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T1 - Elevated hyaluronan and hyaluronan-mediated motility receptor are associated with biochemical failure in patients with intermediate-grade prostate tumors

AU - Rizzardi, Anthony E.

AU - Vogel, Rachel I

AU - Koopmeiners, Joe

AU - Forster, Colleen L.

AU - Marston, Lauren O.

AU - Rosener, Nikolaus K.

AU - Akentieva, Natalia

AU - Price, Matthew A

AU - Metzger, Greg

AU - Warlick, Christopher A

AU - Henriksen, Jonathan C.

AU - Turley, Eva A.

AU - Mc Carthy, James B

AU - Schmechel, Stephen C.

PY - 2014/6/15

Y1 - 2014/6/15

N2 - BACKGROUND The clinical course of prostate cancer (PCa) measured by biochemical failure (BF) after prostatectomy remains unpredictable in many patients, particularly in intermediate Gleason score (GS) 7 tumors, suggesting that identification of molecular mechanisms associated with aggressive PCa biology may be exploited for improved prognostication or therapy. Hyaluronan (HA) is a high molecular weight polyanionic carbohydrate produced by synthases (HAS1 through HAS3) and fragmented by oxidative/nitrosative stress and hyaluronidases (HYAL1 through HYAL4, SPAM1) common in PCa microenvironments. HA and HA fragments interact with receptors CD44 and hyaluronan-mediated motility receptor (HMMR), resulting in increased tumor aggressiveness in experimental PCa models. This study evaluated the association of HA-related molecules with BF after prostatectomy in GS7 tumors. METHODS Tissue microarrays were constructed from a 96-patient cohort. HA histochemistry and HAS2, HYAL1, CD44, CD44v6, and HMMR immunohistochemistry were quantified using digital pathology techniques. RESULTS HA in tumor-associated stroma and HMMR in malignant epithelium were significantly and marginally significantly associated with time to BF in univariate analysis, respectively. After adjusting for clinicopathologic features, both HA in tumor-associated stroma and HMMR in malignant epithelium were significantly associated with time to BF. Although not significantly associated with BF, HAS2 and HYAL1 positively correlated with HMMR in malignant epithelium. Cell culture assays demonstrated that HMMR bound native and fragmented HA, promoted HA uptake, and was required for a promigratory response to fragmented HA. CONCLUSIONS HA and HMMR are factors associated with time to BF in GS7 tumors, suggesting that increased HA synthesis and fragmentation within the tumor microenvironment stimulates aggressive PCa behavior through HA-HMMR signaling.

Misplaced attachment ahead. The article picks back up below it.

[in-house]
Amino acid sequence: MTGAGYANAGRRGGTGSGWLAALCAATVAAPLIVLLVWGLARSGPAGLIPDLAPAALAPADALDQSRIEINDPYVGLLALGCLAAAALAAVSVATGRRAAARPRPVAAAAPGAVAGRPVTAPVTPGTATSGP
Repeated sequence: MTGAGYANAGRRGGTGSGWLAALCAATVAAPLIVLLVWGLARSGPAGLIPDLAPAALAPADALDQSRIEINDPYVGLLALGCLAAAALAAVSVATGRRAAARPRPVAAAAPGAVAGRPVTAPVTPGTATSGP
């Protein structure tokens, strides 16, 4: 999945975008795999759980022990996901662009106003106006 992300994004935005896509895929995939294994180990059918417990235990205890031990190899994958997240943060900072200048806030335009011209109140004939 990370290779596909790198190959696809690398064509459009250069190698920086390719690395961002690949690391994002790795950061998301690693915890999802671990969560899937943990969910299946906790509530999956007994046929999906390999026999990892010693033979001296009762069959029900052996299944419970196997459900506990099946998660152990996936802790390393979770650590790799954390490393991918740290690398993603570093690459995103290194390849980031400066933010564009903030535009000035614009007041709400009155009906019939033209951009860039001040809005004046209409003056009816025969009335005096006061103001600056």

AB - BACKGROUND The clinical course of prostate cancer (PCa) measured by biochemical failure (BF) after prostatectomy remains unpredictable in many patients, particularly in intermediate Gleason score (GS) 7 tumors, suggesting that identification of molecular mechanisms associated with aggressive PCa biology may be exploited for improved prognostication or therapy. Hyaluronan (HA) is a high molecular weight polyanionic carbohydrate produced by synthases (HAS1 through HAS3) and fragmented by oxidative/nitrosative stress and hyaluronidases (HYAL1 through HYAL4, SPAM1) common in PCa microenvironments. HA and HA fragments interact with receptors CD44 and hyaluronan-mediated motility receptor (HMMR), resulting in increased tumor aggressiveness in experimental PCa models. This study evaluated the association of HA-related molecules with BF after prostatectomy in GS7 tumors. METHODS Tissue microarrays were constructed from a 96-patient cohort. HA histochemistry and HAS2, HYAL1, CD44, CD44v6, and HMMR immunohistochemistry were quantified using digital pathology techniques. RESULTS HA in tumor-associated stroma and HMMR in malignant epithelium were significantly and marginally significantly associated with time to BF in univariate analysis, respectively. After adjusting for clinicopathologic features, both HA in tumor-associated stroma and HMMR in malignant epithelium were significantly associated with time to BF. Although not significantly associated with BF, HAS2 and HYAL1 positively correlated with HMMR in malignant epithelium. Cell culture assays demonstrated that HMMR bound native and fragmented HA, promoted HA uptake, and was required for a promigratory response to fragmented HA. CONCLUSIONS HA and HMMR are factors associated with time to BF in GS7 tumors, suggesting that increased HA synthesis and fragmentation within the tumor microenvironment stimulates aggressive PCa behavior through HA-HMMR signaling.

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KW - prostate cancer